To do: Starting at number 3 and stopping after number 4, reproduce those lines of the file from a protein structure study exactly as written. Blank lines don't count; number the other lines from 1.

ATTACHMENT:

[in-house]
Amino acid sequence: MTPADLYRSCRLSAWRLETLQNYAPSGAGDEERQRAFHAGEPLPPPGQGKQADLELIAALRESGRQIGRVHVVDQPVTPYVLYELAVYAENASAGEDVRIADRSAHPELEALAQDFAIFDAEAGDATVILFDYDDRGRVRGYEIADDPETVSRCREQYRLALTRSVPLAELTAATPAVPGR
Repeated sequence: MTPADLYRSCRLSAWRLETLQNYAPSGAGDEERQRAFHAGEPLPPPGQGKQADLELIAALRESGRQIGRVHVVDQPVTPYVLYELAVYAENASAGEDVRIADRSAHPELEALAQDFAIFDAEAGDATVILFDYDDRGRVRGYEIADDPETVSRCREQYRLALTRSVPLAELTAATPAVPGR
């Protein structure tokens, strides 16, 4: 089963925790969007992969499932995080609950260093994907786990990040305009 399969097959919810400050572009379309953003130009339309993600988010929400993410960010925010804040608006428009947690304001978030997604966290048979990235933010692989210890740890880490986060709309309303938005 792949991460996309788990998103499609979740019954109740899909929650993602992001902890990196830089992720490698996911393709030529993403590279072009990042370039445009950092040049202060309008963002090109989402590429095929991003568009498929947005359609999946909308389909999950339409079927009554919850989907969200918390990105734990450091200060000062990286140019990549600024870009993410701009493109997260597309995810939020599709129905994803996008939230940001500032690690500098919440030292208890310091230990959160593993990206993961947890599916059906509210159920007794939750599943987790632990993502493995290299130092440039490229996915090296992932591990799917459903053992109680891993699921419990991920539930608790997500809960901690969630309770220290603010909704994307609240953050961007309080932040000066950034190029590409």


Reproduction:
Repeated sequence: MTPADLYRSCRLSAWRLETLQNYAPSGAGDEERQRAFHAGEPLPPPGQGKQADLELIAALRESGRQIGRVHVVDQPVTPYVLYELAVYAENASAGEDVRIADRSAHPELEALAQDFAIFDAEAGDATVILFDYDDRGRVRGYEIADDPETVSRCREQYRLALTRSVPLAELTAATPAVPGR
């Protein structure tokens, strides 16, 4: 089963925790969007992969499932995080609950260093994907786990990040305009 399969097959919810400050572009379309953003130009339309993600988010929400993410960010925010804040608006428009947690304001978030997604966290048979990235933010692989210890740890880490986060709309309303938005 792949991460996309788990998103499609979740019954109740899909929650993602992001902890990196830089992720490698996911393709030529993403590279072009990042370039445009950092040049202060309008963002090109989402590429095929991003568009498929947005359609999946909308389909999950339409079927009554919850989907969200918390990105734990450091200060000062990286140019990549600024870009993410701009493109997260597309995810939020599709129905994803996008939230940001500032690690500098919440030292208890310091230990959160593993990206993961947890599916059906509210159920007794939750599943987790632990993502493995290299130092440039490229996915090296992932591990799917459903053992109680891993699921419990991920539930608790997500809960901690969630309770220290603010909704994307609240953050961007309080932040000066950034190029590409």